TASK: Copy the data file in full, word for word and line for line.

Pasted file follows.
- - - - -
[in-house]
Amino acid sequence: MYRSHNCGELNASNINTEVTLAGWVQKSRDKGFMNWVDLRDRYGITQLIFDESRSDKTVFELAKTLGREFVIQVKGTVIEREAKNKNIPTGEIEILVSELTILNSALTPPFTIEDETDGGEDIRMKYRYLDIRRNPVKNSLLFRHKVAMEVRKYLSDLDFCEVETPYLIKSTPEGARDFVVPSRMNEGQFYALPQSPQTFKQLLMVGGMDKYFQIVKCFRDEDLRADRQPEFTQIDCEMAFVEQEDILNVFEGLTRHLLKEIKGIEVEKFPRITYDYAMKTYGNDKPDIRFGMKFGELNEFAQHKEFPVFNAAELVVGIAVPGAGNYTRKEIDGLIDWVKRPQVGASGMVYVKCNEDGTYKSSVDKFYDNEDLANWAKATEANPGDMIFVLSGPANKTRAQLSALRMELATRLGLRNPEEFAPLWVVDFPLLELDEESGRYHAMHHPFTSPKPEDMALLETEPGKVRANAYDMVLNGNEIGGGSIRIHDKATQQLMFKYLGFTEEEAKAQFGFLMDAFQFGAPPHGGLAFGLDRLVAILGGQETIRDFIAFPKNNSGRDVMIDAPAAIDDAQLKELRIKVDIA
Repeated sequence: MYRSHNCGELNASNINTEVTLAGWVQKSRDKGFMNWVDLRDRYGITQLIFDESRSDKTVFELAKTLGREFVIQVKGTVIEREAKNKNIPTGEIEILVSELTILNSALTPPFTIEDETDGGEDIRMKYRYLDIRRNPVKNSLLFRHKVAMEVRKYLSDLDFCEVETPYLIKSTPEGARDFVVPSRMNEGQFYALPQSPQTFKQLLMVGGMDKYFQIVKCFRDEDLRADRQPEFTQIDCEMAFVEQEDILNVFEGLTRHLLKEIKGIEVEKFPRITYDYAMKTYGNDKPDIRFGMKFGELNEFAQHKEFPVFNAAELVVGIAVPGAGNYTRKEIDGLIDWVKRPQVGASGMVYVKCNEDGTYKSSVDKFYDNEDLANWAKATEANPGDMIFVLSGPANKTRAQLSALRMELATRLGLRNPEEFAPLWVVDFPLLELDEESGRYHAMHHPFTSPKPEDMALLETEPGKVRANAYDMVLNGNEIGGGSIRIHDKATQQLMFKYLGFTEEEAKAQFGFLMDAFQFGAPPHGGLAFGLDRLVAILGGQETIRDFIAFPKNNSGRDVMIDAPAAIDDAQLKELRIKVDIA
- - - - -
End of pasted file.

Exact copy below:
[in-house]
Amino acid sequence: MYRSHNCGELNASNINTEVTLAGWVQKSRDKGFMNWVDLRDRYGITQLIFDESRSDKTVFELAKTLGREFVIQVKGTVIEREAKNKNIPTGEIEILVSELTILNSALTPPFTIEDETDGGEDIRMKYRYLDIRRNPVKNSLLFRHKVAMEVRKYLSDLDFCEVETPYLIKSTPEGARDFVVPSRMNEGQFYALPQSPQTFKQLLMVGGMDKYFQIVKCFRDEDLRADRQPEFTQIDCEMAFVEQEDILNVFEGLTRHLLKEIKGIEVEKFPRITYDYAMKTYGNDKPDIRFGMKFGELNEFAQHKEFPVFNAAELVVGIAVPGAGNYTRKEIDGLIDWVKRPQVGASGMVYVKCNEDGTYKSSVDKFYDNEDLANWAKATEANPGDMIFVLSGPANKTRAQLSALRMELATRLGLRNPEEFAPLWVVDFPLLELDEESGRYHAMHHPFTSPKPEDMALLETEPGKVRANAYDMVLNGNEIGGGSIRIHDKATQQLMFKYLGFTEEEAKAQFGFLMDAFQFGAPPHGGLAFGLDRLVAILGGQETIRDFIAFPKNNSGRDVMIDAPAAIDDAQLKELRIKVDIA
Repeated sequence: MYRSHNCGELNASNINTEVTLAGWVQKSRDKGFMNWVDLRDRYGITQLIFDESRSDKTVFELAKTLGREFVIQVKGTVIEREAKNKNIPTGEIEILVSELTILNSALTPPFTIEDETDGGEDIRMKYRYLDIRRNPVKNSLLFRHKVAMEVRKYLSDLDFCEVETPYLIKSTPEGARDFVVPSRMNEGQFYALPQSPQTFKQLLMVGGMDKYFQIVKCFRDEDLRADRQPEFTQIDCEMAFVEQEDILNVFEGLTRHLLKEIKGIEVEKFPRITYDYAMKTYGNDKPDIRFGMKFGELNEFAQHKEFPVFNAAELVVGIAVPGAGNYTRKEIDGLIDWVKRPQVGASGMVYVKCNEDGTYKSSVDKFYDNEDLANWAKATEANPGDMIFVLSGPANKTRAQLSALRMELATRLGLRNPEEFAPLWVVDFPLLELDEESGRYHAMHHPFTSPKPEDMALLETEPGKVRANAYDMVLNGNEIGGGSIRIHDKATQQLMFKYLGFTEEEAKAQFGFLMDAFQFGAPPHGGLAFGLDRLVAILGGQETIRDFIAFPKNNSGRDVMIDAPAAIDDAQLKELRIKVDIA